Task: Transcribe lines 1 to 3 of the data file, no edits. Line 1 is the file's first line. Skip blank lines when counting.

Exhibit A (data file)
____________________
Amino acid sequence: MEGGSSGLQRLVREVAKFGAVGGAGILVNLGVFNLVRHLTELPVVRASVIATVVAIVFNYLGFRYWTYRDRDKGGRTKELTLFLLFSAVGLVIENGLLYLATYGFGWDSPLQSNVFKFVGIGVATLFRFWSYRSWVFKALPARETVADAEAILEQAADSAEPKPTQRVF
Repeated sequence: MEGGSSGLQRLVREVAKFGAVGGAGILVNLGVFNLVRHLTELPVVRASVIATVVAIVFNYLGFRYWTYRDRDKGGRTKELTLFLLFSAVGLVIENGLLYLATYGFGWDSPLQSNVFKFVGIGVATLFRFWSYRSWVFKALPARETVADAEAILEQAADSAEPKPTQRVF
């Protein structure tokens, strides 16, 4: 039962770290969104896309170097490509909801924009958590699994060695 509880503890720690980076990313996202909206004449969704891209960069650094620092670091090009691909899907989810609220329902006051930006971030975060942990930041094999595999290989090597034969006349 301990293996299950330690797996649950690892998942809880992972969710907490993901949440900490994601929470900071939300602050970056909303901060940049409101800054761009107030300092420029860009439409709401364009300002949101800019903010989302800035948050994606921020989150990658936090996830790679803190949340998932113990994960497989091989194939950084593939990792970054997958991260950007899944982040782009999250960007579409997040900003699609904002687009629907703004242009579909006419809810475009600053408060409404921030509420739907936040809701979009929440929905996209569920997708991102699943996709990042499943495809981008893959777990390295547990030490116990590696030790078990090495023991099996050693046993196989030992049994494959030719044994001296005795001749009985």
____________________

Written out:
Amino acid sequence: MEGGSSGLQRLVREVAKFGAVGGAGILVNLGVFNLVRHLTELPVVRASVIATVVAIVFNYLGFRYWTYRDRDKGGRTKELTLFLLFSAVGLVIENGLLYLATYGFGWDSPLQSNVFKFVGIGVATLFRFWSYRSWVFKALPARETVADAEAILEQAADSAEPKPTQRVF
Repeated sequence: MEGGSSGLQRLVREVAKFGAVGGAGILVNLGVFNLVRHLTELPVVRASVIATVVAIVFNYLGFRYWTYRDRDKGGRTKELTLFLLFSAVGLVIENGLLYLATYGFGWDSPLQSNVFKFVGIGVATLFRFWSYRSWVFKALPARETVADAEAILEQAADSAEPKPTQRVF
């Protein structure tokens, strides 16, 4: 039962770290969104896309170097490509909801924009958590699994060695 509880503890720690980076990313996202909206004449969704891209960069650094620092670091090009691909899907989810609220329902006051930006971030975060942990930041094999595999290989090597034969006349 301990293996299950330690797996649950690892998942809880992972969710907490993901949440900490994601929470900071939300602050970056909303901060940049409101800054761009107030300092420029860009439409709401364009300002949101800019903010989302800035948050994606921020989150990658936090996830790679803190949340998932113990994960497989091989194939950084593939990792970054997958991260950007899944982040782009999250960007579409997040900003699609904002687009629907703004242009579909006419809810475009600053408060409404921030509420739907936040809701979009929440929905996209569920997708991102699943996709990042499943495809981008893959777990390295547990030490116990590696030790078990090495023991099996050693046993196989030992049994494959030719044994001296005795001749009985």